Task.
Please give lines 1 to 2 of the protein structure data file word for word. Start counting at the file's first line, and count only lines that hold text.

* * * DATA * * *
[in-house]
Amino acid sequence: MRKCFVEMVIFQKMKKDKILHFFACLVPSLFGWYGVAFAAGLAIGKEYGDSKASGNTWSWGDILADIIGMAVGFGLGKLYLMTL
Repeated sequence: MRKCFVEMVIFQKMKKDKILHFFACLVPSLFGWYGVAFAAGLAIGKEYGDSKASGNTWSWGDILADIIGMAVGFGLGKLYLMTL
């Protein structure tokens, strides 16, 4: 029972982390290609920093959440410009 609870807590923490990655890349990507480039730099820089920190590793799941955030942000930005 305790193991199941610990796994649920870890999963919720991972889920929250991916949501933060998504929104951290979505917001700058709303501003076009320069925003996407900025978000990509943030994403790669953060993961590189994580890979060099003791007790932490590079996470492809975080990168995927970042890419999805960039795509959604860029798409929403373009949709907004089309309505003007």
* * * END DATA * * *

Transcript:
[in-house]
Amino acid sequence: MRKCFVEMVIFQKMKKDKILHFFACLVPSLFGWYGVAFAAGLAIGKEYGDSKASGNTWSWGDILADIIGMAVGFGLGKLYLMTL